The riots in the UK just now seem to be spreading as quickly as Morrisey could reel the names of cities off in The Smiths ‘Panic‘.
“Panic on the streets of London
Panic on the streets of Birmingham“
I woke this morning to find that, for the third consecutive night, looting and arson are seemingly rampant across England with no clear indication that anyone can stop it.
I watched in interest on Saturday evening as the information and content on Twitter (and it’s photographic counterparts such as TwitPic, etc) and YouTube, was differing from that of the nation news agencies. The BBC seemed to be several steps behind and it was Sunday morning before the real story was told through verified means. While Twitter can be very unreliable there were those on line who were conveying a sense of fear that wasn’t present through the national media (thank you @davidcushman)
Astounding difference been official media tweets, journos tweeting on ground and real people sharing what they see. Fear in the latter – Aug 6, 11:24pm davidcushman
Cushman then went on to ‘ReTweet’ on-the-ground reports from both pedestrian observers and official news outlets.
RT @PaulLewis: If police indeed are saying #tottenhamriot “contained”, that is absolutely not true. It is mayhem.
RT @D_Dougieee: I actually cannot believe what I’m seein! A bus on fire! Police cars on fire! They’ve broken into banks, hairs shops n jewellery shops!
RT @itv_news: Police cars set on fire in Tottenham, north London, after riots connected to the shooting of a young man by police on Thursday #Tottenham
Last 3 RTs to illustrate that difference.
Real-time unedited view delivers a tapestry of perspectives versus an edited version of ‘the truth’ #tottenhamriot
Apart from the relative horror of witnessing this kind of information from the comfort of my own bed (800 miles away), I was intrigued by the use of the technology. We’ve seen it happen across the world… Japan, Middle East, China… when in times of distress social media has created a life-line for many… before, in some cases, it got shut down…
However, two days on and I’m beginning to see the effect of how this media is also being used to fan the flames. No, it’s not to blame..!; there are plenty of reasons why these things happen and not one of them is ‘mobile phone’. But as someone who has been using these types of media and techniques for the purpose of entertainment and education it’s a timely reminder that, like any valuable tool, there will always be a way in which it can be abused.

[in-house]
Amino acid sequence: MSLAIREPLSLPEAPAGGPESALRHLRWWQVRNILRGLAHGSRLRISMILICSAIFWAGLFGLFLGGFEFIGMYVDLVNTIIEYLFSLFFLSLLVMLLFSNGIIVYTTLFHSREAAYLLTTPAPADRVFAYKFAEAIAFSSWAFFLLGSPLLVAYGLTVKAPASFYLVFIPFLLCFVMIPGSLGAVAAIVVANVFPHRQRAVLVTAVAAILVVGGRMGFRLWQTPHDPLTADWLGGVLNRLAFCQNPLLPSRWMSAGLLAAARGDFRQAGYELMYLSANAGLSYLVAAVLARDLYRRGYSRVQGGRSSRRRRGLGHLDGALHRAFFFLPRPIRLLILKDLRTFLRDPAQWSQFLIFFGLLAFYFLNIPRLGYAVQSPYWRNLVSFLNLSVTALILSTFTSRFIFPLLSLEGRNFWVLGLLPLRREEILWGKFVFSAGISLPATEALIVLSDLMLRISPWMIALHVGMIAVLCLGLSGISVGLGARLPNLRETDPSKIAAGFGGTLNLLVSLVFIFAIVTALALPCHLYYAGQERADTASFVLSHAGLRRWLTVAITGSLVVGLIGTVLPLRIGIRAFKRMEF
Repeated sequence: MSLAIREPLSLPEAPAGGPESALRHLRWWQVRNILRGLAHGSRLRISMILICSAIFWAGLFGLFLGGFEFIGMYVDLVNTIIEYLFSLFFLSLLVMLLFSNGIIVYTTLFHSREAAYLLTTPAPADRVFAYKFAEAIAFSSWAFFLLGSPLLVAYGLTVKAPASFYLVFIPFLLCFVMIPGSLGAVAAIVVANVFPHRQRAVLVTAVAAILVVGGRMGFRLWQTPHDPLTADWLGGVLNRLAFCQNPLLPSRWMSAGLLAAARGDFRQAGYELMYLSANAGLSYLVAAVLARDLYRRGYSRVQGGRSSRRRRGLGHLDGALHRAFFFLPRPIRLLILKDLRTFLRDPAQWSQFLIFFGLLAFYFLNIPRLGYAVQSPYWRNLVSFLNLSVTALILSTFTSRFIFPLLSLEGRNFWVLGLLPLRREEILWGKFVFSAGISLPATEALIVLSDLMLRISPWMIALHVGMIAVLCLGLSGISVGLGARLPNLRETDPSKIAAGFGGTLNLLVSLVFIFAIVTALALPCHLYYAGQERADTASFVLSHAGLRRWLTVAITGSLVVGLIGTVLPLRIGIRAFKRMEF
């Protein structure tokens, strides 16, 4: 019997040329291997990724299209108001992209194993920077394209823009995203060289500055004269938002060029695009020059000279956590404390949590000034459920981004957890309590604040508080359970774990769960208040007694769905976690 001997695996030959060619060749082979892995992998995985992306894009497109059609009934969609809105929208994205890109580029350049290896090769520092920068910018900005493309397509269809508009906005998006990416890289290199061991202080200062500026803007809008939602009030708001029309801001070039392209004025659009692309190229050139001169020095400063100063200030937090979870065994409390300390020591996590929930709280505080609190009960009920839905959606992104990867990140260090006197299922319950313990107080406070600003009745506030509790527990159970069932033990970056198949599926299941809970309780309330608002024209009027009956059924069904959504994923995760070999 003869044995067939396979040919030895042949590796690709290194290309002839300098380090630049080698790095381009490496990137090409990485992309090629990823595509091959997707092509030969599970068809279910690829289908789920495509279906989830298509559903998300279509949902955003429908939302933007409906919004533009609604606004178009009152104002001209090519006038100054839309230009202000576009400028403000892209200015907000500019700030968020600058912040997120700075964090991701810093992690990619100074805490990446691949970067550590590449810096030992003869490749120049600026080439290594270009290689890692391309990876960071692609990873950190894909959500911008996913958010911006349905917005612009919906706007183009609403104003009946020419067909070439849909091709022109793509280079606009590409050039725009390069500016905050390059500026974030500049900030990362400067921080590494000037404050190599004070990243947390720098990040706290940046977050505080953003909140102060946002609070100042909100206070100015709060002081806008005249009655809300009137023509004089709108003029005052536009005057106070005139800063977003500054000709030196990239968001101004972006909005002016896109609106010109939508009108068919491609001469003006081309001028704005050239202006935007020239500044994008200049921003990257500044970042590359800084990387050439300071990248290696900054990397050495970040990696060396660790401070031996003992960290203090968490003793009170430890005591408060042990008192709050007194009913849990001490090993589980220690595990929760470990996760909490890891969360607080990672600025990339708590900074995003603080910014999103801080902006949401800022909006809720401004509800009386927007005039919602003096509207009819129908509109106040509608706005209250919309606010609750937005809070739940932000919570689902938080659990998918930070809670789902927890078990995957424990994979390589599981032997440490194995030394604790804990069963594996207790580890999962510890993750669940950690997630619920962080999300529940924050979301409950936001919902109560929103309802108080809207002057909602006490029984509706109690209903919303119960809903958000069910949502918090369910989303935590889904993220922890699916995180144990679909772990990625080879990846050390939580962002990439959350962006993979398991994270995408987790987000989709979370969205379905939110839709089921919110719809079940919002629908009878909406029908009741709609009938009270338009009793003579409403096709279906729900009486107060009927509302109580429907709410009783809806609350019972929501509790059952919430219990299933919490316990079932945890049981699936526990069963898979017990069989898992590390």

No doubt rioters are being rallied directly through various networks but also rallied through miss-information, and being made to believe there are similar incidents in their area when there are none.
Without question this is a desperately sad situation.
I have chosen not to link to any of the riot videos as I’m sure if you are reading this you are capable of finding them yourselves, and while there is much to learn from viewing these films, for many they remain a source of entertainment and I’d rather not propigate them.
There are some users though whose intention is the ‘other’ ‘E’. Education. Via Twitter I came across this Google map by James Cridland who has mapped verified information on the riots. If you read his blog you’ll see exactly how vigorous that verification process has been. It’s an illustration of how useful, but also unreliable, Twitter can be.
Sadly, while exactly the same process, it’s a stark contrast to the maps that I’ve been creating for the purposes of games and tagging and mapping media.
The outcome, while extremely useful in many ways, is also a lasting virtual memorial of what has happened over the last few days.
Let’s hope that he doesn’t need to populate it any more.
Alternatively you can check out the emerging hashtag of #riotcleanup where you’ll find more positive images like these. The same tech, the same areas, just different people…